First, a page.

Journalist of the Month: Mustafa Mahmoud

byIJNet
Apr 28, 2014 in Journalist of the Month

Each month, IJNet features an international journalist who exemplifies the profession and has used the site to further his or her career. If you would like to be featured, email a short bio and a paragraph about how you have used IJNet here.

This month we feature Egyptian journalist and translator Mustafa Mahmoud, world news editor for the Egyptian daily Al Gomhuria. Previously, he served as a radio operator for the African Union-United Nations Hybrid Peacekeeping Operation in Darfur. Last year, he was a judge in ICFJ’s Story Contest for Best Coverage of Vaccines and a Dii Fellow, which enabled him to visit the 4th Dii Desert Energy Conference in Rabat. He is a BBC Media Action Connection in Egypt.

Next month, Mahmoud will intern at the Sunlight Foundation in Washington, D.C. (an opportunity he learned about through IJNet), where he'll focus on government corruption, press freedom, media sustainability and cutting-edge digital tools. “The more I learn, the more I want to quench my thirst for knowledge,” he says.

How has IJNet helped you?

Since I’ve come to know IJNet, it has been a great source of information for me. I won grants from the BBC, Ford Foundation, Dii and more thanks to the opportunities posted on IJNet. I’ve also learned about many digital tools for journalists through the IJNet website. It provides very useful tips and tricks for hunting for opportunities or mastering a certain skill, and it gives a jump-start to any journalist in pursuit of professional success. In short, IJNet is the cornerstone of my pool of resources.

You’ve had a diverse career, with experiences beyond journalism. How have these experiences contributed to your work?

Shortly after my graduation in 2008, I was conscripted by the [Egyptian] army where I was deployed to Darfur for a 12-month assignment with the UNAMID [United Nations Mission in Darfur] peacekeeping mission. I was in constant contact with local residents and IDPs [internally displaced persons] on whose faces a harsh type of life took its toll. Certainly, this helped humanize the story.

In Darfur, I delivered humanitarian aid to the impoverished. Once, I was standing on a UNAMID pickup truck bed throwing packets of cookies, milk, juice, etc. into the air above the starving large crowd coming from a nearby village. I thought to myself: "Cookies seem to be a matter of life or death to them, while packets of it are thrown away heedlessly in our modern and educated societies. That is a waste of bounty." This experience in particular reshaped my mentality as a human being. For me, cookies are now a metaphor for wasted resources like wind, sun, water and even garbage, on which I wrote a number of stories for Al-Gomhuria newspaper.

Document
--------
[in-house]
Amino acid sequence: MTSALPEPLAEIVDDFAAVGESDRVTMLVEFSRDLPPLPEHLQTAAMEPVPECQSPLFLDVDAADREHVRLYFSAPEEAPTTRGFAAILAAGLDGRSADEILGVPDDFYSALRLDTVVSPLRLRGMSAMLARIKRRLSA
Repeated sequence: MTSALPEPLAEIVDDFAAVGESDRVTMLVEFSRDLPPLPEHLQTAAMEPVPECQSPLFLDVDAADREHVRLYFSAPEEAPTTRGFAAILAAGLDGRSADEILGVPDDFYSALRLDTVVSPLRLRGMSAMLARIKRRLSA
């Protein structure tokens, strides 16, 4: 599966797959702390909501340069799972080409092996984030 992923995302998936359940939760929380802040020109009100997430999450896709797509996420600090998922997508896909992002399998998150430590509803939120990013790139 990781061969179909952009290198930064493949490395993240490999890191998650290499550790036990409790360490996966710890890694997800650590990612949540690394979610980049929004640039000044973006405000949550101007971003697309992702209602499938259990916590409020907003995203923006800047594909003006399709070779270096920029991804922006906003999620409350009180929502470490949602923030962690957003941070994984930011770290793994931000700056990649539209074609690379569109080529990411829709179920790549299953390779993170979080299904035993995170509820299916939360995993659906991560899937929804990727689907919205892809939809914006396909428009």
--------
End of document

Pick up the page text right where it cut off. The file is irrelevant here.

Being a translator also has a direct impact on my career as an editor. Most of my work in media is translating and editing pieces of news from world newswire services, written mainly in English. Translation involves a quality assurance process, which requires great attention for minute errors produced during draft versions. This helps develop a fine eye for meticulous details. Translation is also infamous for rigorous deadlines, which is good training for meeting deadlines on an urgent story or pitching an idea on a time crunch.

I have also had great colleagues who have helped me, like Mariam Sami, Rabie Abdul-Ghfar, Muhamed Fahmy and Noha Hamed.

What advice would you give aspiring journalists?

Stick to your senior editors and try to absorb what they’ve learned through their years of work. If you have an issue, ask them upfront. Write stories on diverse topics, but at the same time, be the hero of a certain beat. Be patient, every change is a process. Work outside of normal hours and don’t be monotonous.

Image of Mustafa Mahmoud courtesy of Noëlie Vegas: During a visit to the Ain Beni Mathar ISCC power plant, Morocco, November 2013.